Should we bother with a Supply Agreement?

For a lawyer, the above question is akin to asking “should I tie my shoe laces?” but putting the legal ‘nerd alert’ to one side, there are many good commercial reasons why it is important to have a supply agreement in place. Whilst the list of benefits is lengthy, below is a short and sweet top 5:

  1. Price: Locking in a price is an obvious advantage to a longer term supply agreement. It not only provides certainty against random price increases but also allows you to plan and budget with confidence well into the future, an advantage which can be integral in fast developing markets.
  2. Exclusivity: If the item to be supplied is innovative or a differentiating component of your finished product then you may want to lock in that competitive advantage by ensuring your supplier does not sell it to your competitors (perhaps within a set geographic territory). Sure you may have to commit to purchasing a minimum quantity in exchange for the privilege of exclusivity, but in circumstances where the item is an integral component, it may well be a small price to pay to lock out a competitor.
  3. Forecasting: Supply agreements can be formulated to include forecasting obligations, requiring parties to share information about rolling demand and production capacities. This can make both parties more efficient in their production efforts and avoid missed opportunities while awaiting key components on order.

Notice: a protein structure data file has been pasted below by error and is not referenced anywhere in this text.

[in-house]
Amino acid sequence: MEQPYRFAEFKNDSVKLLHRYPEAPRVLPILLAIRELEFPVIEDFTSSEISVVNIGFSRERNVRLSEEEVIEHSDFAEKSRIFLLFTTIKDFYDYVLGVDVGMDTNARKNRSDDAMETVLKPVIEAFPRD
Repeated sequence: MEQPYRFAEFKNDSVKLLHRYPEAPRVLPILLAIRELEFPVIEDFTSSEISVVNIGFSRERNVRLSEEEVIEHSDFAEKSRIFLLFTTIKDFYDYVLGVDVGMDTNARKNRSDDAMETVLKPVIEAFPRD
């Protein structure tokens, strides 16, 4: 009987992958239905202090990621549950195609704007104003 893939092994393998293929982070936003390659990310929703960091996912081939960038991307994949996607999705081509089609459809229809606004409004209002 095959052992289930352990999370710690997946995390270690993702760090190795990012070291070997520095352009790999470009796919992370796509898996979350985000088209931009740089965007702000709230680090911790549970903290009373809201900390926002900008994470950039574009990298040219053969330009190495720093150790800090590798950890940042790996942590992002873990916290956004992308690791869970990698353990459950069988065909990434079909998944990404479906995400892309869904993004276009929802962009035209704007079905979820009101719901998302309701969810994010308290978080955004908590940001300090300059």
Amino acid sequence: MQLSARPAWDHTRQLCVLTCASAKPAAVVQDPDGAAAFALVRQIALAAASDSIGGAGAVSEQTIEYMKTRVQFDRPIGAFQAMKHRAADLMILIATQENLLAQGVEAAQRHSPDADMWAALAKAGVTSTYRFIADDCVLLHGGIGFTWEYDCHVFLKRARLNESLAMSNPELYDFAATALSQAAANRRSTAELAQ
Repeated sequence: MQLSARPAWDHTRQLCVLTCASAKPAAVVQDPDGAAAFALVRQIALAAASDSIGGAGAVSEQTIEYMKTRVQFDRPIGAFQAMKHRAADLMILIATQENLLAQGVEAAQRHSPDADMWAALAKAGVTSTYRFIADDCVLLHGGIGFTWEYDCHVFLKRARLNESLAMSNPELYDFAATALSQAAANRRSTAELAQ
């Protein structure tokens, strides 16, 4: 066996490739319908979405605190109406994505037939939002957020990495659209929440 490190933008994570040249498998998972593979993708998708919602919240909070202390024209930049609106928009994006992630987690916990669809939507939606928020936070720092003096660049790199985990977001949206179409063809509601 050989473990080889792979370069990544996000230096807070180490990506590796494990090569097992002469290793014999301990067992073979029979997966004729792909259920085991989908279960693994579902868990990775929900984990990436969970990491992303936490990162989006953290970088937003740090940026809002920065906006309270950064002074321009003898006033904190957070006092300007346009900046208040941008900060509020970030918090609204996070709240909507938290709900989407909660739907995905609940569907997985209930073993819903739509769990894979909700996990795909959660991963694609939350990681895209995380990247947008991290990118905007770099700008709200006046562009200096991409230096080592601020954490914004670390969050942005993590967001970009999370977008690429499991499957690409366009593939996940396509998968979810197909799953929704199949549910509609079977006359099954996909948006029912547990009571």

4. Intellectual Property: A common concern when securing a supplier for specialist items is that, in sharing valuable design intellectual property with the supplier, there is a risk that the supplier could sell the innovative component to other parties or commercialise it for themselves. A good supply agreement can guard against such risks by ensuring an appropriate confidentiality regime is in place, expressly setting out ownership of IP rights and restraining commercialisation by the supplier.
  5. Avoid the supplier’s standard T&C’s: Many organisations will fail to appreciate that, without a formal supply agreement, the contract upon which the commercial relationship is based will be the supplier’s own terms and conditions of sale. This is the 1 to 2 pager in microscopic grey print that nobody reads and which is usually attached to the back of an invoice or purchase order.

Such T&C documents are often weighted very heavily in the supplier’s favour and disclaim liability for all sorts of nasties like defective products, late delivery and even loss resulting from a supplier’s general ineptitude. By having a formal supply agreement you can displace those standard terms and know exactly where you stand when it comes to faulty goods and product returns.

If you would like assistance in preparing a supply agreement (or advice in relation to a supplier’s standard terms), contact a member of our team for practical commercial guidance.

Joseph Carneli
Senior Associate